We use your sign-up to provide content in ways you’ve consented to and to improve our understanding of you. This may include adverts from us and 3rd parties based on our understanding. You can unsubscribe at any time. More info
Sun-lovers face winds, rain and thunder as a cold front is dragged across the nation by a mammoth low-pressure system wedged off the west coast. Thermometers will plummet through the start of the week with parts of the country forecast to hit just 10C or 11C.
Southern and south-eastern Britain will hold on to some of the warmth but even here temperatures in the sunshine will peak in isolated spots at 25C.
Much of the country faces showers with coastal regions on alert for winds as low pressure tightens its grip.
Jim Dale, meteorologist for British Weather Services, said: “We have a week of mobile weather ahead as fronts come in from the west.
“With an Atlantic origin, we will also get a Polar maritime airmass across the country and this will bring temperatures down.
“We are not going to see any heatwave this week.”
Western regions will see the heaviest rain while the east can look forward to the best of any dry sunshine.
Meanwhile temperatures in the south will hit 25C through the start of the week, but this is in stark contrast to the 30C-plus highs brought by last week’s blazing sunshine.
Alex Deakin, meteorologist for the Met Office, said: “Temperatures are not likely to exceed 25C on Monday and Tuesday with that colder air in place.”
Low pressure will bring “spirals of rain” across the UK through the rest of this weekend and next week, he warned.
Where the sun breaks through – most likely across eastern and south-eastern regions – summer warmth will hold on, he added.
He said: “We will see sunny spells between the showers at the weekend and that trend will continue into the new week.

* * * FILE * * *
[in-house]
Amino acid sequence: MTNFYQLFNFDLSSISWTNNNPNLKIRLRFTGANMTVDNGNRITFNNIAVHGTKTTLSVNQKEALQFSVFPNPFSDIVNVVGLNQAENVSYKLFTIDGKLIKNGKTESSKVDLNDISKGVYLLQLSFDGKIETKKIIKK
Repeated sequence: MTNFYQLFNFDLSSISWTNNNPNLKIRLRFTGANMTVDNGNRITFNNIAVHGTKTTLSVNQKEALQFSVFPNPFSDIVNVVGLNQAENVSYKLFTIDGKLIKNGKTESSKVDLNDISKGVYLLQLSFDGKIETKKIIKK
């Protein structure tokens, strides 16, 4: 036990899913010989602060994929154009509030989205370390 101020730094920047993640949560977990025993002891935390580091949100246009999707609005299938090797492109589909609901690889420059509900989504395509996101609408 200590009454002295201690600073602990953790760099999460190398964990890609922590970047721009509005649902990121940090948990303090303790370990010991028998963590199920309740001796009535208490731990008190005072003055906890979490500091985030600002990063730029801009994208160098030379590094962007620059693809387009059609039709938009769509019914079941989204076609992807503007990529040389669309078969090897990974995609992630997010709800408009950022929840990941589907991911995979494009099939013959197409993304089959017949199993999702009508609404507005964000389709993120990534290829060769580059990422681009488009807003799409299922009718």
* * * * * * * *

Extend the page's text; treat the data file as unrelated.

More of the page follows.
“The likelihood of rainfall is more focussed over western areas.
“Weather systems become more slow-moving, hence why low pressure is hanging around over the weekend and probably into Monday.
“But next week will be dominated by low pressure to the west which means there will be showers around focussed in the west closest to the low.”
Hints of a return to warmth later in the week, however, have prompted bookies to axe the odds on this summer steaming into the record books.
Coral is offering 1-2 on the hottest summer ever with 5-4 on a July scorcher and 4-5 on the UK record of 38.7C melting.
Spokesman John Hill said: “Our betting suggests things are going to get even hotter this summer, and by the time it is over, it will be the hottest summer the UK has ever had.
“We make it odds-on for the highest ever UK temperature of 38.7C to be broken, while temperatures may even climb to as high as 40C.”
Weather models show maximum temperatures in the low-20Cs across the south early next week while Scotland and the north just limps past high single figures.
Overnight minimums will drop to 4C in parts while it will feel fresher widely with just the southwest nudging high double figures.
Wimbledon-goers can expect a dry start to the tournament before rain moves into London mid-week.
Netweather forecaster Nick Finnis said: “The start of Wimbledon is looking dry Monday to Wednesday, but rain may threaten Thursday onwards.
“It will remain changeable with temperatures close to average next week, with further showers for northern and western areas on Monday.
“An area of low pressure will move in towards the northwest and looks to bring outbreaks of rain, perhaps heavy, across northern and western areas on Tuesday.”
Source: Read Full Article